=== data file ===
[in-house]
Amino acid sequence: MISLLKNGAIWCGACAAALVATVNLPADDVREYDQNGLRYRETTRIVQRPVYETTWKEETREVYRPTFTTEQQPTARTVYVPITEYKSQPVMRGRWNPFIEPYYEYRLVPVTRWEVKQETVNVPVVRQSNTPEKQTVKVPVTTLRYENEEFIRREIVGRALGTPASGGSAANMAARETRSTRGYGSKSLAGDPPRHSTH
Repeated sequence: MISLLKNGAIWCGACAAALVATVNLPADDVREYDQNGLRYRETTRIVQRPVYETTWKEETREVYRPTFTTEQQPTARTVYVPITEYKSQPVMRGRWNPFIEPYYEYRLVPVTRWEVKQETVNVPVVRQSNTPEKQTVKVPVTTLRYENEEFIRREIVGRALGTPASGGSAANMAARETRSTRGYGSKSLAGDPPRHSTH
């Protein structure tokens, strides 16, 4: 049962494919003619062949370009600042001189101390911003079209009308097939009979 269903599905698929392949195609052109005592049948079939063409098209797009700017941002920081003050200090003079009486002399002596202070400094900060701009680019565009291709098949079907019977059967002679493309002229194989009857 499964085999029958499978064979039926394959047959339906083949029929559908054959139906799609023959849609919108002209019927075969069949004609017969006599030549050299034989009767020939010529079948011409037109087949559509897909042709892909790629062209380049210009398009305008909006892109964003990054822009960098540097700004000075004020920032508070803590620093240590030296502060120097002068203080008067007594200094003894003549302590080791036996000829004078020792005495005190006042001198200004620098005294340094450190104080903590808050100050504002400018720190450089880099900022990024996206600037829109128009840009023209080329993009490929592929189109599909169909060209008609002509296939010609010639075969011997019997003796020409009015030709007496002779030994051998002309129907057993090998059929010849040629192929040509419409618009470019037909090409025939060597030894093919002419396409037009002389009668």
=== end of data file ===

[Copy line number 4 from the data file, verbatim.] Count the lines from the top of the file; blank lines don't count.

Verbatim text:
């Protein structure tokens, strides 16, 4: 049962494919003619062949370009600042001189101390911003079209009308097939009979 269903599905698929392949195609052109005592049948079939063409098209797009700017941002920081003050200090003079009486002399002596202070400094900060701009680019565009291709098949079907019977059967002679493309002229194989009857 499964085999029958499978064979039926394959047959339906083949029929559908054959139906799609023959849609919108002209019927075969069949004609017969006599030549050299034989009767020939010529079948011409037109087949559509897909042709892909790629062209380049210009398009305008909006892109964003990054822009960098540097700004000075004020920032508070803590620093240590030296502060120097002068203080008067007594200094003894003549302590080791036996000829004078020792005495005190006042001198200004620098005294340094450190104080903590808050100050504002400018720190450089880099900022990024996206600037829109128009840009023209080329993009490929592929189109599909169909060209008609002509296939010609010639075969011997019997003796020409009015030709007496002779030994051998002309129907057993090998059929010849040629192929040509419409618009470019037909090409025939060597030894093919002419396409037009002389009668």